Pam’s Pictorama Post: Not surprisingly, this cat choral card attracted me for the kits, not the ad. These anthropomorphic kitties appear to be the cats of a Louis Wain influenced pen and their pop-eyed expressions may pay tribute to him. However, there is much that is their own to applaud, such as the conductor using his tail as a baton and the little fellow without music who has his claws into that pole – although we will assume he is lifting his voice in lilting cat song while he puts his back in to a good scratch, tail pointing up. J.M. Ives must have been pleased enough with the that he has planted his copyright at the bottom – a surprisingly early 1881, making this card earlier than most. Perhaps that explains its single color printing.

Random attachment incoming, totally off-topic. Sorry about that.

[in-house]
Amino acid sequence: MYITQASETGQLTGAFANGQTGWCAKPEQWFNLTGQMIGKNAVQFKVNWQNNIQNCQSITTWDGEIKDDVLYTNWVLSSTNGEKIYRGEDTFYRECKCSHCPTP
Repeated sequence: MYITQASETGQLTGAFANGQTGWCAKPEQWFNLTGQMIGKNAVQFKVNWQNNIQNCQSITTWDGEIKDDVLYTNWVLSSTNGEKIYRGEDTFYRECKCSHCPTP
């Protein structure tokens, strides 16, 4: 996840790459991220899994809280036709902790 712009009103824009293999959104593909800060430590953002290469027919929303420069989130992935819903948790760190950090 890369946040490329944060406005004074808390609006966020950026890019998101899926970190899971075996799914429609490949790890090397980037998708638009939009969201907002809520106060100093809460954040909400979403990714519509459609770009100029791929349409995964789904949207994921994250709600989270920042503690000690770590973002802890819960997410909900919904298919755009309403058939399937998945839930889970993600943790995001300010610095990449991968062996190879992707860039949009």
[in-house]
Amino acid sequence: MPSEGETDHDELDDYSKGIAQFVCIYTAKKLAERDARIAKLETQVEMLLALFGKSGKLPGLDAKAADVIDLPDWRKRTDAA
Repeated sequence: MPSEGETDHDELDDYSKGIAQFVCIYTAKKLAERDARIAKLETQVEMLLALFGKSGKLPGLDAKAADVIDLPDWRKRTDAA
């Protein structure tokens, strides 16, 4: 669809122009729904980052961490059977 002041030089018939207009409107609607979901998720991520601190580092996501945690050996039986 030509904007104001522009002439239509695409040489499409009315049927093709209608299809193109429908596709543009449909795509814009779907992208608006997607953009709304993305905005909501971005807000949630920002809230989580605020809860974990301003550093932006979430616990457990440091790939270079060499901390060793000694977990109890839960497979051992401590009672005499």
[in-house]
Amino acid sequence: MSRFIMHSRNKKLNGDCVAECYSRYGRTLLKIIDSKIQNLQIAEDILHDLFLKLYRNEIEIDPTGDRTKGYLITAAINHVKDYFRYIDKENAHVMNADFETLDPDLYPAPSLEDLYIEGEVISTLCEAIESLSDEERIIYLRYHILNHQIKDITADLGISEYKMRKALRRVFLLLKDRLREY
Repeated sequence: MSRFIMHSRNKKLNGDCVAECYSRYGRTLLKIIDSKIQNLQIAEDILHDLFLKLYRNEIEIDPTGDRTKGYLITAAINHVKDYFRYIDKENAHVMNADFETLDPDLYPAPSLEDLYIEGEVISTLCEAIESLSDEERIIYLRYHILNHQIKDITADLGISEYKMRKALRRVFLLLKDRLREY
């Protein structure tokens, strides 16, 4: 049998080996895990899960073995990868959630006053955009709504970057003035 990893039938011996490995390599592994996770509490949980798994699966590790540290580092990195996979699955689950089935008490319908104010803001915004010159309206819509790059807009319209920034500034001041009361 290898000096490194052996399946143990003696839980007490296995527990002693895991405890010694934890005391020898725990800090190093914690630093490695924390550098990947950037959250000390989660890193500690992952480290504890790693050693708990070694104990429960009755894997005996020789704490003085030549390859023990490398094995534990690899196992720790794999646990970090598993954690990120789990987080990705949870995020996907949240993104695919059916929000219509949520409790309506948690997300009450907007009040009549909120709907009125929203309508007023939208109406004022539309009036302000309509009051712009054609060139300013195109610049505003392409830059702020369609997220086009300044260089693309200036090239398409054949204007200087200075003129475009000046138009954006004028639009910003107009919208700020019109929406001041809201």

While these Victorian cards rarely turn up anything much about the what or where that is being advertised a quick search on D. McCarthy & Co. revealed that this family owned business was headquartered in Syracuse, New York. In 1893 they constructed the building, shown below, for the department store. The building still exists in Syracuse today and evidently one can visit a small exhibit about the history of the company there.
I admit surprise when I realized that JM Ives is the Ives in Currier and Ives – or at least it most likely is as the name and the dates are right. I cannot explain why he would have published this only under his own name. I also didn’t realize that neither Currier nor Ives were artists, just publishers, Currier was a lithographer and Ives was an accountant in the company who Currier took in as a partner over time. So Mr. Cat Artist is lost to time on this one. But whoever he was, I like his style and I’d buy shoes from his cats.